The delay in consideration of the FISA/telecom amnesty bill gains critical time for more Senators to examine the supposed legal justifications for telecom amnesty, and thereby come to the same conclusion that Sen. Ron Wyden did:
"I have read the documents and senators who haven't read them would be shocked to see how flimsy the case is on which the administration bases its case for immunity"
But there's another reason, too. If we hadn't had that Dodd fight yesterday, we would have seen the procedure dictating the outcome of the bill, and plenty of Senatorial steak sauce to go around. That is, without Dodd's fight, we end up with the Intel bill as the underlying bill and an unanimous consent agreement requiring 60 votes for any amendment to pass, which then means it takes 60 votes to adopt the Judiciary committee substitute version (with no telecom amnesty in it). That pretty much guarantees an eventual loss.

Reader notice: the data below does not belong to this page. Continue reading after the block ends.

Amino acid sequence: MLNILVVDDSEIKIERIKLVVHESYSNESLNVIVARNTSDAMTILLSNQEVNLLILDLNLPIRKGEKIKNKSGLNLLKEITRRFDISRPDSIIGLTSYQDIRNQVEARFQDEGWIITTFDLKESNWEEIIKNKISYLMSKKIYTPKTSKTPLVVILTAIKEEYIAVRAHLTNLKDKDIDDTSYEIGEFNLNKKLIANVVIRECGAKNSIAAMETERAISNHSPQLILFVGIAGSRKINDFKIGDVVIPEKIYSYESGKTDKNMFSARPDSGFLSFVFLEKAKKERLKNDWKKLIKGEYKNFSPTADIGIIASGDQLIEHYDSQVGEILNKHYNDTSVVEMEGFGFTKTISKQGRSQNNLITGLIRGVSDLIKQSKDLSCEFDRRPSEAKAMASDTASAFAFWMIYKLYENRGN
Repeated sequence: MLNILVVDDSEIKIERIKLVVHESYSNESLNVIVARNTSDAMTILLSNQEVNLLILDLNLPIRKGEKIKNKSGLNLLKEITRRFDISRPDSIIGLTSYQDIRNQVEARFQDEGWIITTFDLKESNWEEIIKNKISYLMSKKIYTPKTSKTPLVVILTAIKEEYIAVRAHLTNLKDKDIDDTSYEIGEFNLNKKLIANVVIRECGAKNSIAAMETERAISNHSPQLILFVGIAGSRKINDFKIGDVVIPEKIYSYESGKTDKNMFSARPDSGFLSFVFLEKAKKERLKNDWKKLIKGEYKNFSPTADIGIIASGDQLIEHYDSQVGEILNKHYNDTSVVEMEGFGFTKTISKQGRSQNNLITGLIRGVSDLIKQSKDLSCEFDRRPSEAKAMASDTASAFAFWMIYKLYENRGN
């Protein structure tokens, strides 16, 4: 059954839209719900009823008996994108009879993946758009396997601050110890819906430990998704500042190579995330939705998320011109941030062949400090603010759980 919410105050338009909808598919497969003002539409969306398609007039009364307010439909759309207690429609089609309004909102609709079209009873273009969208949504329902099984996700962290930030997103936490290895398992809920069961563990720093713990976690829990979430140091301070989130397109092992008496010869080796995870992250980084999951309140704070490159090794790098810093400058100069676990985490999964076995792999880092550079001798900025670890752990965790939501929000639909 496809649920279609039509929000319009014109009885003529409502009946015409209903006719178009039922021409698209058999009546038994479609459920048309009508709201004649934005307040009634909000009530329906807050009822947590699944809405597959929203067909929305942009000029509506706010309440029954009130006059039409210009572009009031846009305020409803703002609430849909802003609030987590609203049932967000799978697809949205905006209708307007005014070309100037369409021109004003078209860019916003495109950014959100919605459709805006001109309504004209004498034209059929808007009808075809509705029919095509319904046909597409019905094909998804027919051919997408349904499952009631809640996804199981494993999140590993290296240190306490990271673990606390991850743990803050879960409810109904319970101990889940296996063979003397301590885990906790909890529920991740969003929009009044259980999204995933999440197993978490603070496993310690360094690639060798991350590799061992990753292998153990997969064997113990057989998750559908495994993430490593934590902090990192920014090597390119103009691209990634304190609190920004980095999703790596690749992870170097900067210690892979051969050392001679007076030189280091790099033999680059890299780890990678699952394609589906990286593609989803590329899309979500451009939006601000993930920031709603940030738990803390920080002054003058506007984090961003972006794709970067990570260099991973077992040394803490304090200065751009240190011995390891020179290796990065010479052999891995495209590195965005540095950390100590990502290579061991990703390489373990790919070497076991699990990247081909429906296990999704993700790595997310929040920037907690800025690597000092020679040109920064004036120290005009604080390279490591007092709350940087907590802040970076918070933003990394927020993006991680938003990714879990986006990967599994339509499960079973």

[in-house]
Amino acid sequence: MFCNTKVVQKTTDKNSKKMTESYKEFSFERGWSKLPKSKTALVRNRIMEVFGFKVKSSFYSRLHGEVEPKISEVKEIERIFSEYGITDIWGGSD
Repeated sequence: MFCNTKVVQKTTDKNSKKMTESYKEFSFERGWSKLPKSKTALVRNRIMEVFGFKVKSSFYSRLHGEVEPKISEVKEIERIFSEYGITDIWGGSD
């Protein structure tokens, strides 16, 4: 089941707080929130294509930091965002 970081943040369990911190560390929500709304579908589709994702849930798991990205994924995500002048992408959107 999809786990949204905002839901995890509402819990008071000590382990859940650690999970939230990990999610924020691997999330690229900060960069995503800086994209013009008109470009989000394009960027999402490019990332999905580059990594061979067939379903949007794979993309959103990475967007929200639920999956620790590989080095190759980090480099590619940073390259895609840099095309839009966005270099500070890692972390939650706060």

That in turn means Dem Senators get to go home and if they face an upset constituent who opposed telecom amnesty, he can say, "Yeah, so did I. In fact, I voted against it and for the substitute amendment without immunity, but we just didn't have the votes," even if the truth was that they had managed to muster 50+ for it (which was in doubt, to be sure).
You end up with a situation in which you get to cast a freebie "protest" vote, but still get what you want, if you "secretly" wanted immunity to pass. Dodd's fight exposed that, and removed that cover by questioning and objecting to the unanimous consent agreement right off the bat. Without that fight, a Senator like the hypothetical example above gets to have his cake and eat it too, while giving constituents answers that are "technically correct" enough to temporarily stump them long enough for them to make it out the back door, and that the traditional media did absolutely nothing to prepare them to see through.